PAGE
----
I got home from the local pagan discussion group meeting not too long ago. The topic tonight was whether or not evil exists in an objective sense. By and large the opinions expressed leaned toward evil not objectively existing because things that people often say are evil (like natural disasters, death, and generally being screwed over by day-to-day life on occasion) are part of the natural cycle and as such can't be called evil because it requires the deliberate act of a conscious mind. For example, a tree falling over on your car can't be called evil because things like that happen all the time and your car just happened to be in the wrong place at the wrong time (trees fall over on their own all the time) but someone putting a bullet between your eyes as you walk down the street would be a deliberate, malicious act and would be called by almost everyone (of course there are a few dissenters) evil. So it boiled down to intent, in a nutshell.

There's a new restaurant in Pittsburgh called the Robot Club and Grille, which is a bar and grille type restaurant based around the theme of robotic combat ala Battlebots. Poking around a little bit suggests that the place is open for business because they've already had one tournament on site (20021024) and there's another one coming up next month (20021207). It's out on route-30 near North Huntington. Oddly enough they included ICBM coordinates to help find the place:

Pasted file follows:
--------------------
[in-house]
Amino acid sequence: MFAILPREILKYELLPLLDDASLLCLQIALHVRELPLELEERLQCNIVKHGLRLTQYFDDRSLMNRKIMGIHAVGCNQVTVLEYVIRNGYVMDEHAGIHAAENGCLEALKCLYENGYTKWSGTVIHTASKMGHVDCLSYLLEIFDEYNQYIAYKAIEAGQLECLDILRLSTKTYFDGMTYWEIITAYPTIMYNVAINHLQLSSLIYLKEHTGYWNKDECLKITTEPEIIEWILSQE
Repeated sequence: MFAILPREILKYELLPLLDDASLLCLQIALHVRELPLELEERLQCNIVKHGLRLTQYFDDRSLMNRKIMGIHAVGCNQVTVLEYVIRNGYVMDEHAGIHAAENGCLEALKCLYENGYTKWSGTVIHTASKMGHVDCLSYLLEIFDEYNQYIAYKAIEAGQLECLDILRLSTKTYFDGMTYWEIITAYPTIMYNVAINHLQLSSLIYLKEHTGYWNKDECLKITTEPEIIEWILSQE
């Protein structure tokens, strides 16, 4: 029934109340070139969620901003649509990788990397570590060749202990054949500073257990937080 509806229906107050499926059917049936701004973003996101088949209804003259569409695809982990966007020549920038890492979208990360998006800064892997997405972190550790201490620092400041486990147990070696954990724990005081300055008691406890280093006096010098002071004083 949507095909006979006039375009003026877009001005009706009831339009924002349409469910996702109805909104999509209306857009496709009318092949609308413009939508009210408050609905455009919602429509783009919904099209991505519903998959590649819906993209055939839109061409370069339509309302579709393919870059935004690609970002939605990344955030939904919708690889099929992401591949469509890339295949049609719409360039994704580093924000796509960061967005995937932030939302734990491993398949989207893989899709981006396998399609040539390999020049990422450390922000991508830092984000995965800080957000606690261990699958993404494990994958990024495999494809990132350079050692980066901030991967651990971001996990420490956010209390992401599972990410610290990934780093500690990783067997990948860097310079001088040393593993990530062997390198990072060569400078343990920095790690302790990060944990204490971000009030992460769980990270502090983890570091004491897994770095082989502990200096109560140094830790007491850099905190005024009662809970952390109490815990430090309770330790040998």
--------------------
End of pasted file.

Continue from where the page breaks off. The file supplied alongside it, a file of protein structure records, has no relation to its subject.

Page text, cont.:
N40 19" 56.04', W79 44" 38.04', altitude 1,120 feet

Judging by their menu online their prices are pretty decent: $5.95us for a burger; $6.95us for a steak sandwich; $5.45us for a breaded chicken sandwich; $3.95us for a large salad; $0.95us for coffee (with refills). This sounds like a good place to check out, I might organise a trip out there soon to give it a try.

2002/11/10

Well, it's another slow day. So far it's about 66 degrees Farenheit (which is a virtual heat wave for this time of year where I live) and raining off and on so far today. So far I'm just slowly crunching through my e-mail queues to see what's up today and getting ready to hand in my datacomm homework for tomorrow. In short it's a slow, slow day. That's not a bad thing, really.

Art Bell is retiring after the first of January, 2003. He might stay retired for good this time, he might not. This has happened once before and he returned to the airwaves after a time. We'll see how this turns out.

Here's a story at the Observer about Earth's magnetic field weakening and the amount of solar radiation increasing. Apparently the strength of the Earth's geomagnetic field has plummeted strongly in the past two hundred years and will continue to do so for some time.. roughly another thousand years. While this is a major change to the environment it's also a gradual change as organic life reckons it. Feel free to make plans for next weekend.

To save transfer time I've truncated my memory log yet again - you can read earlier entries at this page or all of them from the links at the bottom of this page.